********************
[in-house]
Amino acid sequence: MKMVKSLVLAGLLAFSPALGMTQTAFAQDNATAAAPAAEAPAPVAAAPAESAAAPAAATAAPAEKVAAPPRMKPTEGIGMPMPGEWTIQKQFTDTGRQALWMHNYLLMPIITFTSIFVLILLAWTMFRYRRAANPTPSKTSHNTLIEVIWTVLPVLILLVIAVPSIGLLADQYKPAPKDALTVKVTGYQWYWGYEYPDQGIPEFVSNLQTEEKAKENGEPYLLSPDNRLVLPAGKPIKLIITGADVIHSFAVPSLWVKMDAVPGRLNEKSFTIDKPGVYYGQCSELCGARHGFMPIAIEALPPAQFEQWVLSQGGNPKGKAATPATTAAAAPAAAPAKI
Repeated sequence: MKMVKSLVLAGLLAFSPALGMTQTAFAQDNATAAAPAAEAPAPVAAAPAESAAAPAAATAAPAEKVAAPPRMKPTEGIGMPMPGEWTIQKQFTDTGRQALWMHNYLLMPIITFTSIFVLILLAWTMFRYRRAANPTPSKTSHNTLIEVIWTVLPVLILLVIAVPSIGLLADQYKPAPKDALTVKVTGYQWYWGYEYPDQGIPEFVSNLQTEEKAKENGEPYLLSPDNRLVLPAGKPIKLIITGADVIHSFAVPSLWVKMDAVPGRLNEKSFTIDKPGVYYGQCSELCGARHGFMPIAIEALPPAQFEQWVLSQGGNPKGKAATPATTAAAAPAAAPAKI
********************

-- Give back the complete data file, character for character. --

[in-house]
Amino acid sequence: MKMVKSLVLAGLLAFSPALGMTQTAFAQDNATAAAPAAEAPAPVAAAPAESAAAPAAATAAPAEKVAAPPRMKPTEGIGMPMPGEWTIQKQFTDTGRQALWMHNYLLMPIITFTSIFVLILLAWTMFRYRRAANPTPSKTSHNTLIEVIWTVLPVLILLVIAVPSIGLLADQYKPAPKDALTVKVTGYQWYWGYEYPDQGIPEFVSNLQTEEKAKENGEPYLLSPDNRLVLPAGKPIKLIITGADVIHSFAVPSLWVKMDAVPGRLNEKSFTIDKPGVYYGQCSELCGARHGFMPIAIEALPPAQFEQWVLSQGGNPKGKAATPATTAAAAPAAAPAKI
Repeated sequence: MKMVKSLVLAGLLAFSPALGMTQTAFAQDNATAAAPAAEAPAPVAAAPAESAAAPAAATAAPAEKVAAPPRMKPTEGIGMPMPGEWTIQKQFTDTGRQALWMHNYLLMPIITFTSIFVLILLAWTMFRYRRAANPTPSKTSHNTLIEVIWTVLPVLILLVIAVPSIGLLADQYKPAPKDALTVKVTGYQWYWGYEYPDQGIPEFVSNLQTEEKAKENGEPYLLSPDNRLVLPAGKPIKLIITGADVIHSFAVPSLWVKMDAVPGRLNEKSFTIDKPGVYYGQCSELCGARHGFMPIAIEALPPAQFEQWVLSQGGNPKGKAATPATTAAAAPAAAPAKI